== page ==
We have explored the effects of dioxin on BHV-1 using Madin-Darby bovine kidney (MDBK) cells, an epithelial cell line used for growing and assaying the virus, BHV-1 (Cooper strain), in the presence or absence of different low doses of TCDD. We first studied the effect of dioxin on cells and observed that TCDD induces proliferation as well as death in some MDBK cells, though no signs of necrosis or apoptosis were observed. But we found that dioxin activates cell death with autophagy. In general, the regulated lysosomal degradation pathway of autophagy prevents cellular damage, while autophagic cell death is rarely the mechanism by which cells die [7]. Therefore our results provided the seminal data to support the concept that, in MDBK, cell death with autophagy protects against proliferative effects induced by toxic agents such as TCDD [8,9]. Whereas, following BHV-1 infection in MDBK, in the presence of different concentrations of TCDD, we observed that dioxin enhances cytotoxicity and viral replication through a dose-dependent augmentation both in cytopathy and in viral titer [8]. During BHV-1 infection, necrosis represents the predominant type of cell death in MDBK cells, while apoptosis occurred only towards the end of the productive infection, by the activation of caspases [10]. Whereas TCDD treatment anticipates BHV-1-induced apoptosis, by accelerating the activation of both initiator and executioner caspases, through the members of Bcl-2 family [11]. It is known that apoptosis can be regulated by the activity of telomerase, the enzyme responsible for telomere elongation which catalyzes the synthesis and extension of telomeric DNA repeats. So it compensates for telomere shortening during DNA replication and thus stabilizes telomeric length. It is known that several viruses can induce both up- or down-regulation of telomerase activity. We have previously detected that BHV-1 up-regulates telomerase activity at early stages of infection [12]. While evaluating the influence of dioxin on telomerase activity during infection, we found that BHV-1 induced a significant down-regulation during virus induced apoptosis [13].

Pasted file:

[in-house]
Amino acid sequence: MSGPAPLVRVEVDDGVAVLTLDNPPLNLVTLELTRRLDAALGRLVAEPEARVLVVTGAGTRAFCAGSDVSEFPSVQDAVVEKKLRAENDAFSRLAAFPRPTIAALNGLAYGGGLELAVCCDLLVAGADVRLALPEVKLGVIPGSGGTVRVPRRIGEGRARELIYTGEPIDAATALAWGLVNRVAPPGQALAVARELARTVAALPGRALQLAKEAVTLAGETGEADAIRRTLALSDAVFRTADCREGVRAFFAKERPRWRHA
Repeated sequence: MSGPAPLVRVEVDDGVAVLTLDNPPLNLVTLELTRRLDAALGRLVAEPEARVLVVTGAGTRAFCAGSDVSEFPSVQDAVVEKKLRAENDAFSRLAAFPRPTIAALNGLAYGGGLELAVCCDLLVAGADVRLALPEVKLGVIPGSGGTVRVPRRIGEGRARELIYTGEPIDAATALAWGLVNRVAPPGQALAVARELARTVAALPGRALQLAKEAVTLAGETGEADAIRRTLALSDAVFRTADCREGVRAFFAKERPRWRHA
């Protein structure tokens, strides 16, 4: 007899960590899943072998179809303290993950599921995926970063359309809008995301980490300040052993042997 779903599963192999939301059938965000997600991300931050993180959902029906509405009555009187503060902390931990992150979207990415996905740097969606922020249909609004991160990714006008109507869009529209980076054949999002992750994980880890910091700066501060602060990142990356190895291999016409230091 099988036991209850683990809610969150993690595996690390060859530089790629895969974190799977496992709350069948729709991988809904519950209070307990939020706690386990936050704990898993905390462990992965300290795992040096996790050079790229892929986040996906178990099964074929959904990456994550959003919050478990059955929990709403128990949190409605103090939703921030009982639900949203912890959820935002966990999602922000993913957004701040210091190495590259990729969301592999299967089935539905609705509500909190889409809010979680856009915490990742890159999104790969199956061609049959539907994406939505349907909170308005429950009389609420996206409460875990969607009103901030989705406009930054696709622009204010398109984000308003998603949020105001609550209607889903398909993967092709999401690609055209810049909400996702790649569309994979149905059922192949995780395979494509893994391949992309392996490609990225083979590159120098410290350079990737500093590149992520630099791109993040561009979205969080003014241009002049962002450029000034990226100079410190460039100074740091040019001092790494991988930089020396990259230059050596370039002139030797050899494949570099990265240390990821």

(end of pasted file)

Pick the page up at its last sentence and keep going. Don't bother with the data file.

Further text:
DNA viruses, such as BHV-1, are strictly dependent on iron for their proliferation as a result of the essential role that iron plays in the catalytic centre of ribonucleotide reductase, so that iron bio-availability is an important component of viral virulence. Our analysis of the effects of TCDD on iron metabolism during BHV-1 infection indicated an expansion of intracellular iron availability, which might promote the onset of BHV-1 infection and render bovine cells more vulnerable to the virus [14].

Finally, we demonstrated the presence of AhR in MDBK cells in which the expression of AhR was not influenced by BHV-1 infection. Following BHV-1 infection, TCDD induced a significant overexpression of AhR, in a dose-dependent manner [13].

Taken together, available data indicate that TCDD may act as an additional risk factor for progression of BHV-1 infection in cattle. Since very low doses of TCDD are sufficient to cause the damage herein showed, we suggest that this risk should be given adequate consideration in the care of farm animal health.

 

References

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14.Fiorito F, Irace C, Di Pascale A, Colonna A, Iovane G, Pagnini U, Santamaria R, De Martino L. 2,3,7,8-Tetrachlorodibenzo- p-dioxin promotes BHV-1 infection in mammalian cells by interfering with iron homeostasis regulation. PLoS One. 2013, 8: e58845.

Cite this article: Filomena F. Influence of 2,3,7,8-Tetrachlorodibenzo-P-Dioxin on Bovine Herpesvirus 1 Replication. J J Vet Sci Res. 2014, 1(1): 007.